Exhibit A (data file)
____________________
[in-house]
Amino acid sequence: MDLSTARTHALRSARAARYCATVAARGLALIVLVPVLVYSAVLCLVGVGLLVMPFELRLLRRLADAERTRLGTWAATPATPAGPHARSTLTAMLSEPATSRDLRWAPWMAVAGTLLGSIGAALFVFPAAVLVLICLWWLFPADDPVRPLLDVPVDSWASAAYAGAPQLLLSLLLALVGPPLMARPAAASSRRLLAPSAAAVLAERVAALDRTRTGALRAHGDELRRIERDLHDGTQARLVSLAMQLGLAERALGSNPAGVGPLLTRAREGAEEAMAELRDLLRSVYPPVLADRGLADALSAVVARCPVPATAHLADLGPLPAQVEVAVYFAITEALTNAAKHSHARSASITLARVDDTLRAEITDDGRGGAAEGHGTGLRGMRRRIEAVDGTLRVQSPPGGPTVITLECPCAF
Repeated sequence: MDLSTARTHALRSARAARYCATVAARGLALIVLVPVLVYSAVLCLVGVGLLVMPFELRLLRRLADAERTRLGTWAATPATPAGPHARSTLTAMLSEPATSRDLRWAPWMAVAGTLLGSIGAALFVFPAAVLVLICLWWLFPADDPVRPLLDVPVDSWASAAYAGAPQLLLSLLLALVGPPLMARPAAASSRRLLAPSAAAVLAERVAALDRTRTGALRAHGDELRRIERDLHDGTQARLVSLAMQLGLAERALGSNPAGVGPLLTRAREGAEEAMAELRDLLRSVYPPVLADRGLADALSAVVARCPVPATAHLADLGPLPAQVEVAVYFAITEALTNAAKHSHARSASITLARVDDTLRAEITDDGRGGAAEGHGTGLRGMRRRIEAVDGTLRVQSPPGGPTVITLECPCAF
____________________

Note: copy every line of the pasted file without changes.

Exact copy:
[in-house]
Amino acid sequence: MDLSTARTHALRSARAARYCATVAARGLALIVLVPVLVYSAVLCLVGVGLLVMPFELRLLRRLADAERTRLGTWAATPATPAGPHARSTLTAMLSEPATSRDLRWAPWMAVAGTLLGSIGAALFVFPAAVLVLICLWWLFPADDPVRPLLDVPVDSWASAAYAGAPQLLLSLLLALVGPPLMARPAAASSRRLLAPSAAAVLAERVAALDRTRTGALRAHGDELRRIERDLHDGTQARLVSLAMQLGLAERALGSNPAGVGPLLTRAREGAEEAMAELRDLLRSVYPPVLADRGLADALSAVVARCPVPATAHLADLGPLPAQVEVAVYFAITEALTNAAKHSHARSASITLARVDDTLRAEITDDGRGGAAEGHGTGLRGMRRRIEAVDGTLRVQSPPGGPTVITLECPCAF
Repeated sequence: MDLSTARTHALRSARAARYCATVAARGLALIVLVPVLVYSAVLCLVGVGLLVMPFELRLLRRLADAERTRLGTWAATPATPAGPHARSTLTAMLSEPATSRDLRWAPWMAVAGTLLGSIGAALFVFPAAVLVLICLWWLFPADDPVRPLLDVPVDSWASAAYAGAPQLLLSLLLALVGPPLMARPAAASSRRLLAPSAAAVLAERVAALDRTRTGALRAHGDELRRIERDLHDGTQARLVSLAMQLGLAERALGSNPAGVGPLLTRAREGAEEAMAELRDLLRSVYPPVLADRGLADALSAVVARCPVPATAHLADLGPLPAQVEVAVYFAITEALTNAAKHSHARSASITLARVDDTLRAEITDDGRGGAAEGHGTGLRGMRRRIEAVDGTLRVQSPPGGPTVITLECPCAF